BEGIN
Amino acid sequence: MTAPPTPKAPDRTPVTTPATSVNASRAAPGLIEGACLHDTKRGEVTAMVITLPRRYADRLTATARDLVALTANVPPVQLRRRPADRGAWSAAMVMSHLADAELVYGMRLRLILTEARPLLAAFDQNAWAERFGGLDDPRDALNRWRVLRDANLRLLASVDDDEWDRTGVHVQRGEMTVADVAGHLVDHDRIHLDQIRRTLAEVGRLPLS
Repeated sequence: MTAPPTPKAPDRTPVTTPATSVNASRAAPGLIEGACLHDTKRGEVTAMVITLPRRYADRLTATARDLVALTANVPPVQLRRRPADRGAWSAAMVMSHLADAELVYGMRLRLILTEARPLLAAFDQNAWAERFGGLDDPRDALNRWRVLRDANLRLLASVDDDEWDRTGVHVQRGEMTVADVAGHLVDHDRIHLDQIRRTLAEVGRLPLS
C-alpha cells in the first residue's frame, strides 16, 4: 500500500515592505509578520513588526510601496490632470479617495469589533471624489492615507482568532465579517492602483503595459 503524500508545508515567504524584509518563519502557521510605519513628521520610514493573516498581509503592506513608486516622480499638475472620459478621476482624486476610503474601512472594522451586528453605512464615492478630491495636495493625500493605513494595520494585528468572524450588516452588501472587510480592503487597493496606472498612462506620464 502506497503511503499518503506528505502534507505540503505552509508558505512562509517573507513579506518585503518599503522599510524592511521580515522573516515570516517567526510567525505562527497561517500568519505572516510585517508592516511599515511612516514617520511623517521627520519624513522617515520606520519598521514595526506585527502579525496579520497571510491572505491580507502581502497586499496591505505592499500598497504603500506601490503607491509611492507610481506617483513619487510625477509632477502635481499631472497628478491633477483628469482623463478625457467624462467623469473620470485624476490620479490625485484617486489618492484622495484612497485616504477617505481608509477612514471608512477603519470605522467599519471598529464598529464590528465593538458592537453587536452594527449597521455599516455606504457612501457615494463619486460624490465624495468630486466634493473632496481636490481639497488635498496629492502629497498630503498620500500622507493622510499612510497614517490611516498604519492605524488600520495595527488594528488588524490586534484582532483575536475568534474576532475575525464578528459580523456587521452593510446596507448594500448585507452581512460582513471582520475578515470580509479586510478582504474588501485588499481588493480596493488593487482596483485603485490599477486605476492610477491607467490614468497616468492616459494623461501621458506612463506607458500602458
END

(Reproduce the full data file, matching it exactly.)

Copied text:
Amino acid sequence: MTAPPTPKAPDRTPVTTPATSVNASRAAPGLIEGACLHDTKRGEVTAMVITLPRRYADRLTATARDLVALTANVPPVQLRRRPADRGAWSAAMVMSHLADAELVYGMRLRLILTEARPLLAAFDQNAWAERFGGLDDPRDALNRWRVLRDANLRLLASVDDDEWDRTGVHVQRGEMTVADVAGHLVDHDRIHLDQIRRTLAEVGRLPLS
Repeated sequence: MTAPPTPKAPDRTPVTTPATSVNASRAAPGLIEGACLHDTKRGEVTAMVITLPRRYADRLTATARDLVALTANVPPVQLRRRPADRGAWSAAMVMSHLADAELVYGMRLRLILTEARPLLAAFDQNAWAERFGGLDDPRDALNRWRVLRDANLRLLASVDDDEWDRTGVHVQRGEMTVADVAGHLVDHDRIHLDQIRRTLAEVGRLPLS
C-alpha cells in the first residue's frame, strides 16, 4: 500500500515592505509578520513588526510601496490632470479617495469589533471624489492615507482568532465579517492602483503595459 503524500508545508515567504524584509518563519502557521510605519513628521520610514493573516498581509503592506513608486516622480499638475472620459478621476482624486476610503474601512472594522451586528453605512464615492478630491495636495493625500493605513494595520494585528468572524450588516452588501472587510480592503487597493496606472498612462506620464 502506497503511503499518503506528505502534507505540503505552509508558505512562509517573507513579506518585503518599503522599510524592511521580515522573516515570516517567526510567525505562527497561517500568519505572516510585517508592516511599515511612516514617520511623517521627520519624513522617515520606520519598521514595526506585527502579525496579520497571510491572505491580507502581502497586499496591505505592499500598497504603500506601490503607491509611492507610481506617483513619487510625477509632477502635481499631472497628478491633477483628469482623463478625457467624462467623469473620470485624476490620479490625485484617486489618492484622495484612497485616504477617505481608509477612514471608512477603519470605522467599519471598529464598529464590528465593538458592537453587536452594527449597521455599516455606504457612501457615494463619486460624490465624495468630486466634493473632496481636490481639497488635498496629492502629497498630503498620500500622507493622510499612510497614517490611516498604519492605524488600520495595527488594528488588524490586534484582532483575536475568534474576532475575525464578528459580523456587521452593510446596507448594500448585507452581512460582513471582520475578515470580509479586510478582504474588501485588499481588493480596493488593487482596483485603485490599477486605476492610477491607467490614468497616468492616459494623461501621458506612463506607458500602458